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Molasses Cookies

----- Original Message -----
From: Joe
To: phaedrus
Sent: Friday, October 25, 2002 8:02 AM
Subject: HELP! Molasses cookie receipe

I really need some help.  I'm trying to "re-construct" 
an old cookie receipe.  It was handed down by generations 
in a North Carolina family.  I know that the receipe called 
for one quart of molasses, and 5 pounds of flour!  I also 
know that the finished cookies, very thin and crisp, were
dark brown, heavy on a ginger flavor, and were always made 
for the holidays. Would appreciate your help in being able 
to fill out the rest of ingredients, receipe, etc.  
Thanks so much for your help and consideration!
Joe Eagle

Hello Joe,

The below recipe has a quart of molasses, but only 4 pounds of flour. It comes from the Moravians of North Carolina. I hope it's close, as it's the only one I found like that.


Moravian Molasses Cookies

Recipe courtesy of Evelyn Sellers, Winston-Salem, North Carolina
This recipe makes an enormous quantity of cookies - up to 8 pounds. 
Read through all the instructions before attempting it.

1 qt unsulfured molasses
1 lb light brown sugar
12 oz (3/4 lb) lard
4 oz (1 stick) margarine
About 4 lbs all-purpose flour
4 tbsp fresh ground cloves
4 tbsp fresh cinnamon
2 tbsp fresh ground ginger
3 level tbsp baking soda
1 tsp salt

Melt the margarine and lard together and set aside to 
cool to lukewarm.

Put the molasses in a very large and heavy smooth-bottomed pot. 
Stir in the cloves, cinnamon, ginger, and the brown sugar. Turn 
to medium-high and start stirring with a wooden spoon until the 
mixture is warm, the sugar has dissolved, and all the spices are 
incorporated - 5 to 10 minutes. Do NOT bring it to a boil.

Put the salt and soda in a cup or small bowl and mix it with 
about 3 tablespoons of flour in a cup. Add that to the molasses 
mixture. Stir until completely dissolved, mashing any particles 
of soda against the side of the pot so that every bit is 

Pour in the cooled margarine and lard, and beat with a wooden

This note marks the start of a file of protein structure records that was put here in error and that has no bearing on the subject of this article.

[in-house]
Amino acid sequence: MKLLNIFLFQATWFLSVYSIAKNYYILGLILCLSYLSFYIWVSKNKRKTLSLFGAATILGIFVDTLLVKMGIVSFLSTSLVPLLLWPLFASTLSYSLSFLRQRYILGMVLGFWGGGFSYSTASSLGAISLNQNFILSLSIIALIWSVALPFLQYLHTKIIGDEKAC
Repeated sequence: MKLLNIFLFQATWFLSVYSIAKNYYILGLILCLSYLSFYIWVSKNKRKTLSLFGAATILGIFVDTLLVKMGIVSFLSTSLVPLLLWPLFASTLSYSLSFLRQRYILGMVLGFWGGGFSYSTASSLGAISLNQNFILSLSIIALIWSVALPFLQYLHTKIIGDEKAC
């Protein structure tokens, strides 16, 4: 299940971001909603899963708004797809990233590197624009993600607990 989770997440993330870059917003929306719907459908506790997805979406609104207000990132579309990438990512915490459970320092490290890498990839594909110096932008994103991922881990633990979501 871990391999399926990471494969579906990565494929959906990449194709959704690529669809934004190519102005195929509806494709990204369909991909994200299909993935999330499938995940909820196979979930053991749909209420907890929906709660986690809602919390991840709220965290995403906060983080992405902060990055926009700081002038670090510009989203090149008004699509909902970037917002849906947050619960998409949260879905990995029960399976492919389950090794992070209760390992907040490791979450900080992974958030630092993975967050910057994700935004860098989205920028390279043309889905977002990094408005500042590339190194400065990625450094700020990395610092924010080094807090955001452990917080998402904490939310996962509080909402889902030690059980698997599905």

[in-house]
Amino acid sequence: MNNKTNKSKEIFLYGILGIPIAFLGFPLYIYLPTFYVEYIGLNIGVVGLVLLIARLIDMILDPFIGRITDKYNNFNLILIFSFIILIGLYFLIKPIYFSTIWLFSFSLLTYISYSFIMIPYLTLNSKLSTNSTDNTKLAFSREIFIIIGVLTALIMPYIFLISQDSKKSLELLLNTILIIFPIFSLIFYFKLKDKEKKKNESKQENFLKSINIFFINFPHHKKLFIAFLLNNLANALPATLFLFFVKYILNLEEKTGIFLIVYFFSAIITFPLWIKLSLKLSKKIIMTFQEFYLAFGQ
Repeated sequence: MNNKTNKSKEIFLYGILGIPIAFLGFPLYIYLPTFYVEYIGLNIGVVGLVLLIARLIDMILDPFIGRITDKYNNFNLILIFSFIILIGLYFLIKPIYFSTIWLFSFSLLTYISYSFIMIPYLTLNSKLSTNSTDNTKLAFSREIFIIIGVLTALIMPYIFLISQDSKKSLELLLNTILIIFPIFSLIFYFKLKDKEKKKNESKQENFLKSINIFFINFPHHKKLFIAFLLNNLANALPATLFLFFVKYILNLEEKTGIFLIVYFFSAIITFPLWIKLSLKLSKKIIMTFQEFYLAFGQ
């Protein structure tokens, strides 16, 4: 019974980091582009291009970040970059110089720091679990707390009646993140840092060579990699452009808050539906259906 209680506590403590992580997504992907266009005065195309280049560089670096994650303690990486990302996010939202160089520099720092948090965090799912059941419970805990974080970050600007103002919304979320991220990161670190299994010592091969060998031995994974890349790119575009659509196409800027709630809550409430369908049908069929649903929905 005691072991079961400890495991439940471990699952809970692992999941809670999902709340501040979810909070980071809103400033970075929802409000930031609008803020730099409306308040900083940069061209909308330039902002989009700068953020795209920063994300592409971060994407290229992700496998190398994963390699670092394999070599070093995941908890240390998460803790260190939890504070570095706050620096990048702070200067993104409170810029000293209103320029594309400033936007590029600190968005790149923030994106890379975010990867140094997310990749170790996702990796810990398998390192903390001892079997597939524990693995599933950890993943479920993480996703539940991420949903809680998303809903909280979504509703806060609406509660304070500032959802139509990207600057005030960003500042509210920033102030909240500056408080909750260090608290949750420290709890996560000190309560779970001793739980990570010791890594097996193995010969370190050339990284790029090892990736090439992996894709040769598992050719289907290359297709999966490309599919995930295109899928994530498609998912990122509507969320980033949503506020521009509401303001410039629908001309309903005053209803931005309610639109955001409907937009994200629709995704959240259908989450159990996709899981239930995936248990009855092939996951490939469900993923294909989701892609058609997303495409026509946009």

spoon until completely blended. Allow the whole mixture to cool 
before adding the flour, or the dough will absorb more flour. 
Add about one-third of the flour mixture and stir well with a 
wooden spoon. Add the second third of flour and continue to mix.

Take the remaining third of flour and sprinkle a work surface 
thickly with some of it. Scrape all the dough out onto the floured 
surface, and begin to knead, flouring your hands frequently while 
you incorporate the remaining flour.

When the dough has become stiff and firm and far less sticky, 
roll it into a long tube and cut it into eight pieces, which 
will weigh roughly one pound each. Shape each ball into a disk, 
slapping the surface with your hands to smooth it (you'll see 
the lard rise to the surface, making each disk kind of shiny).

Put four disks of dough in each of two large plastic bags and seal. 
Allow to sit overnight on the countertop. The dough will swell some 
and the spice flavors will mellow and blend.

When you're ready to bake, preheat the oven to 250 degrees F. 
Cover  a pastry or rolling board (or a square piece of plywood) 
with bleached muslin that's been washed several times, tacking 
it tightly around the edges. Flour the muslin and rub the flour 
into the cloth to coat it deeply. Roll the cookies as thin as 
possible, 1/16 to 1/32 of an inch. Cut with any cookie cutter 
you like, using tiny cutters such as hearts or circles to cut 
out little cookies in the spaces between larger cookies. (You 
can also gather the scraps and re-roll, but these cookies won't 
be as tender.)

Lift the cookies onto an ungreased baking sheet and bake for 
10 minutes. Watch them, and don't let the cookies brown around 
the edges. Allow to cool on the pan for several minutes before 
lifting them onto cooling racks. As soon as they're completely 
cool, pack and store in an airtight container. If you're using 
cookie tins, seal the lid of the tin with masking tape. Any 
air creeping in will cause the cookies to soften. Yields about 
7 or 8 pounds of cookies


  ----- Original Message ----- 
  From: Donna 
  To: phaedrus
  Sent: Thursday, October 24, 2002 11:58 PM